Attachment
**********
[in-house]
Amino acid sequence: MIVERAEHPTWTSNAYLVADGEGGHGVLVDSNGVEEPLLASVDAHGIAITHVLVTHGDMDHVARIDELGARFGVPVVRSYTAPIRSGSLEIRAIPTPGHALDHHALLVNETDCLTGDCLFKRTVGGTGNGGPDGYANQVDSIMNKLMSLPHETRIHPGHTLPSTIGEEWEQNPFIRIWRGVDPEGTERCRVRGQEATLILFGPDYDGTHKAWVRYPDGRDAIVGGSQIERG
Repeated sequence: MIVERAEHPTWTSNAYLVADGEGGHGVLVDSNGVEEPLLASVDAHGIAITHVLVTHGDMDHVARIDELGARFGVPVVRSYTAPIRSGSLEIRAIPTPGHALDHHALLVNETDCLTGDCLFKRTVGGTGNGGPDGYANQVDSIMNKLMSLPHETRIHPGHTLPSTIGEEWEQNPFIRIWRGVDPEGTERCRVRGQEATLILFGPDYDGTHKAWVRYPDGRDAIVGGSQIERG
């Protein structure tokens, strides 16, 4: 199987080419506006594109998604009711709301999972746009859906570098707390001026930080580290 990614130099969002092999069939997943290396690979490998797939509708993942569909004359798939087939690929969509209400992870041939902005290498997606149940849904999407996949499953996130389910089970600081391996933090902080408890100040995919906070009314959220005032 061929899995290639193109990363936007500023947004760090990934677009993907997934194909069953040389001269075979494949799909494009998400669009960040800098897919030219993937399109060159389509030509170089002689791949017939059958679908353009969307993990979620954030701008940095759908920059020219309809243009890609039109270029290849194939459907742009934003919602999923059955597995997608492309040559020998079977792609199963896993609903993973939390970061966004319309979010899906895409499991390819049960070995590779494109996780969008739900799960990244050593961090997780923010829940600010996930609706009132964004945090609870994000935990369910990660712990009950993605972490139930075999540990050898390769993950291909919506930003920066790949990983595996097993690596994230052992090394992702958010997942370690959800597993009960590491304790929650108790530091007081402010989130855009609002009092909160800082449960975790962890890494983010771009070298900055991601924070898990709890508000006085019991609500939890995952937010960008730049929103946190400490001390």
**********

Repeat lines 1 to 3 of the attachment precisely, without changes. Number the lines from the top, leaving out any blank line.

[in-house]
Amino acid sequence: MIVERAEHPTWTSNAYLVADGEGGHGVLVDSNGVEEPLLASVDAHGIAITHVLVTHGDMDHVARIDELGARFGVPVVRSYTAPIRSGSLEIRAIPTPGHALDHHALLVNETDCLTGDCLFKRTVGGTGNGGPDGYANQVDSIMNKLMSLPHETRIHPGHTLPSTIGEEWEQNPFIRIWRGVDPEGTERCRVRGQEATLILFGPDYDGTHKAWVRYPDGRDAIVGGSQIERG
Repeated sequence: MIVERAEHPTWTSNAYLVADGEGGHGVLVDSNGVEEPLLASVDAHGIAITHVLVTHGDMDHVARIDELGARFGVPVVRSYTAPIRSGSLEIRAIPTPGHALDHHALLVNETDCLTGDCLFKRTVGGTGNGGPDGYANQVDSIMNKLMSLPHETRIHPGHTLPSTIGEEWEQNPFIRIWRGVDPEGTERCRVRGQEATLILFGPDYDGTHKAWVRYPDGRDAIVGGSQIERG